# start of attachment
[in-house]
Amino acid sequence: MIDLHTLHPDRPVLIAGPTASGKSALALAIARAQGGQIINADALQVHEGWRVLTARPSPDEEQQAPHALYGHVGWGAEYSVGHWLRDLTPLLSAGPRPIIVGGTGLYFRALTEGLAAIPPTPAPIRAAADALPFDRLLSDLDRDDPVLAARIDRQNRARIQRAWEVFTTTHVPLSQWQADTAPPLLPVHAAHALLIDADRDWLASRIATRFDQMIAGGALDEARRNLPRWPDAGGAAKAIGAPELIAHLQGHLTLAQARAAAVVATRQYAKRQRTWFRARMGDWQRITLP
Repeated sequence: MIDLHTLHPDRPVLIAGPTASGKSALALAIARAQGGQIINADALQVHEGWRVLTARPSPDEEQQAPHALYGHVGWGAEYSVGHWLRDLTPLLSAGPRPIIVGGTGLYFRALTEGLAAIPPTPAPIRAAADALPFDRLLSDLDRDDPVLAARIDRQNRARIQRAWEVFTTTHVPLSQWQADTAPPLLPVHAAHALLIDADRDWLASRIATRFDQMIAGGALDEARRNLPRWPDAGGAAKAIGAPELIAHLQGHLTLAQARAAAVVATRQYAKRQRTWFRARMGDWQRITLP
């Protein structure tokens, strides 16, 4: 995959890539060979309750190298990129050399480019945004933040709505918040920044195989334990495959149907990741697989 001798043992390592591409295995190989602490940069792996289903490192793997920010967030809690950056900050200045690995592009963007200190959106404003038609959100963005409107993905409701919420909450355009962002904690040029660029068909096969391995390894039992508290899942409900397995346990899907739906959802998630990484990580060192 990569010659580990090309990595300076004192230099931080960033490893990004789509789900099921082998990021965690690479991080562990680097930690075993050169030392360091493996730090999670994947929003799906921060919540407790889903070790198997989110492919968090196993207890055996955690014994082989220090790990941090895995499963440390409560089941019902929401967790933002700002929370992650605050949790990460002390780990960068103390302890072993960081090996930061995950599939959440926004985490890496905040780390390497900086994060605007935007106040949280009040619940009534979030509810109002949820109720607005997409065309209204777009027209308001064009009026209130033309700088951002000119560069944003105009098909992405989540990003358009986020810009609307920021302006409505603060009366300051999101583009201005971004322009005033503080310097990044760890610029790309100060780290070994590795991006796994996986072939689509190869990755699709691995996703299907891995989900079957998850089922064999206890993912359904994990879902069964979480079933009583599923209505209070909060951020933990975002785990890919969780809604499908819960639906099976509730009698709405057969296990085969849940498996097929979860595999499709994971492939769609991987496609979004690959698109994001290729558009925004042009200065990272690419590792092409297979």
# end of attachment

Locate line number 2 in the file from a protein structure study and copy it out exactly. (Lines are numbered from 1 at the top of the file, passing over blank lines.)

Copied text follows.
Amino acid sequence: MIDLHTLHPDRPVLIAGPTASGKSALALAIARAQGGQIINADALQVHEGWRVLTARPSPDEEQQAPHALYGHVGWGAEYSVGHWLRDLTPLLSAGPRPIIVGGTGLYFRALTEGLAAIPPTPAPIRAAADALPFDRLLSDLDRDDPVLAARIDRQNRARIQRAWEVFTTTHVPLSQWQADTAPPLLPVHAAHALLIDADRDWLASRIATRFDQMIAGGALDEARRNLPRWPDAGGAAKAIGAPELIAHLQGHLTLAQARAAAVVATRQYAKRQRTWFRARMGDWQRITLP